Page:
The most expensive tea bag in the world, meanwhile, was made by the tea company PG Tips to celebrate its 75th anniversary. The tea bag, containing Darjeeling leaves, was covered in 280 diamonds, and was used in a prize draw to raise money for the Royal Manchester Children’s Hospital. It was valued at £7,500, or nearly $10,000.
6. Caterpillar Fungus
Price: $50,000 a pound
In the world of haute cuisine, the most beloved and outrageously priced fungi is the white truffle, for which wealthy connoisseurs willingly pay more than $2,000 per pound. Chefs sprinkle these truffles on the priciest pizzas and hot dogs — and they go to great lengths to secure the coveted ingredient.
Until recently, truffle hunters with trained pigs and dogs (specialized training requires thousands of dollars) found premium gourmet truffles only in Europe, mostly in Italy. Nowadays, farmers in Oregon are growing truffles too. Poachers, often destroying the habitat in the process, are not uncommon.
Even more expensive and coveted is the caterpillar fungus, which some people even kill for; an NPR article reports that the rare fungus found in Nepal sells for $50,000 a pound. Why all the fuss? Many believe it has aphrodisiacal properties.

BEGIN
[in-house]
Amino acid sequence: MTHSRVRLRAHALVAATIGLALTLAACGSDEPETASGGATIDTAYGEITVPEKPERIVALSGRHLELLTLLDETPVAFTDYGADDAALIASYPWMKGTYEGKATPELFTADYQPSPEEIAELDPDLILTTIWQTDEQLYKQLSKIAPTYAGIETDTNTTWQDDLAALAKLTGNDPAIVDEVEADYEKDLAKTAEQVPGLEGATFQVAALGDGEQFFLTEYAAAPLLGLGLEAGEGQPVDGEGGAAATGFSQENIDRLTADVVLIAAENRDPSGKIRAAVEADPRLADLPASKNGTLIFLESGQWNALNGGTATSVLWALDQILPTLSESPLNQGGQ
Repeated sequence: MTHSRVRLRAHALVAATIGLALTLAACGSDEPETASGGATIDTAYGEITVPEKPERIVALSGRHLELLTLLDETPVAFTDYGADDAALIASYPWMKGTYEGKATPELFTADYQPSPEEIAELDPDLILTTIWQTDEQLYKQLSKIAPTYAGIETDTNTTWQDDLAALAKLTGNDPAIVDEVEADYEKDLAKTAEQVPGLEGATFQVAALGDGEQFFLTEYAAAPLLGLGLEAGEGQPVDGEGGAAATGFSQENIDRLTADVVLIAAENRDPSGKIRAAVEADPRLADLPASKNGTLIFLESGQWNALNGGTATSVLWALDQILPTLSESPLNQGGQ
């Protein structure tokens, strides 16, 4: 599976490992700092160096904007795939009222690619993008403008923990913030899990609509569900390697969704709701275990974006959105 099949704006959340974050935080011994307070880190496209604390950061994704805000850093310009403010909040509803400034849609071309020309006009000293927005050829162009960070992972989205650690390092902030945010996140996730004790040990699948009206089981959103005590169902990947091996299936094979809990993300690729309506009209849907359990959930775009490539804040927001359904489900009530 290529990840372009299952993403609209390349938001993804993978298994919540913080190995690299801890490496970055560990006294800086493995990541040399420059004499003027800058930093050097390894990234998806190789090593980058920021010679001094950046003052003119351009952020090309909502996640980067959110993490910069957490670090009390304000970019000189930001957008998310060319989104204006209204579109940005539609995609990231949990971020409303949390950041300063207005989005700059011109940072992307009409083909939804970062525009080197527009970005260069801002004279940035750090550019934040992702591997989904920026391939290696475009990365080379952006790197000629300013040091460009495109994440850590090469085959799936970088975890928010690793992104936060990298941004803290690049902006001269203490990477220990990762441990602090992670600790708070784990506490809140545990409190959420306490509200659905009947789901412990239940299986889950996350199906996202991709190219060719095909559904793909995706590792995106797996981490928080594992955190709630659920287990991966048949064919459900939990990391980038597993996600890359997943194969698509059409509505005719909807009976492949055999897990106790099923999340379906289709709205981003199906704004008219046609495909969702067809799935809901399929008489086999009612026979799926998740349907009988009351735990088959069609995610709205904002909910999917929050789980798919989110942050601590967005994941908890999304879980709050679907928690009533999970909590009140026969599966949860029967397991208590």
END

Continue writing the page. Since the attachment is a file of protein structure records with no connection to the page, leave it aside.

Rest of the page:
5. Acqua di Cristallo Tributo a Modigliani Bottled Water
Even with the recent media stories about contaminated drinking water, $60,000 for bottled water seems extreme. But the water marketed as Acqua di Cristallo Tributo a Modigliani comes in a 24-karat gold bottle, and taps into a larger trend of H2O marketed to the wealthy elite.
For some rich people, water is more than hydrating. Expensive water brands promote status and self-indulgence in a world where billions lack adequate water for basic needs. Fillico of Japan, to take another example, does not sell water, but 750ml bottles of “jewelry water,” some decorated with Swarovski crystals, for around $200.
Meanwhile, dosomething.org reports that “more than 840,000 people die each year from water-related diseases.”
4. Screaming Eagle Wine
California’s Screaming Eagle Winery produced one of the most expensive wines ever sold at an auction, allegedly sold to a former Cisco Systems executive for the “WTF” price of $500,000 — aka, more than twice the median value of homes sold in the U.S. in early 2019.
Magazines for wine connoisseurs describe Screaming Eagle’s wines as “cult wines.” Screaming Eagle sells its ambrosia to a limited number of individuals who may have waited years for inclusion on a list of qualified buyers.
Every time I think about absurdly expensive wine, I recall a sobering story. A friend of mine loves high-class wines. On his 60th birthday, his friends presented him with wine bottled the year that he was born. He told me his hands were shaking as he poured $2,000 worth of wine. He lifted a glass to his lips, sipped and spit it out.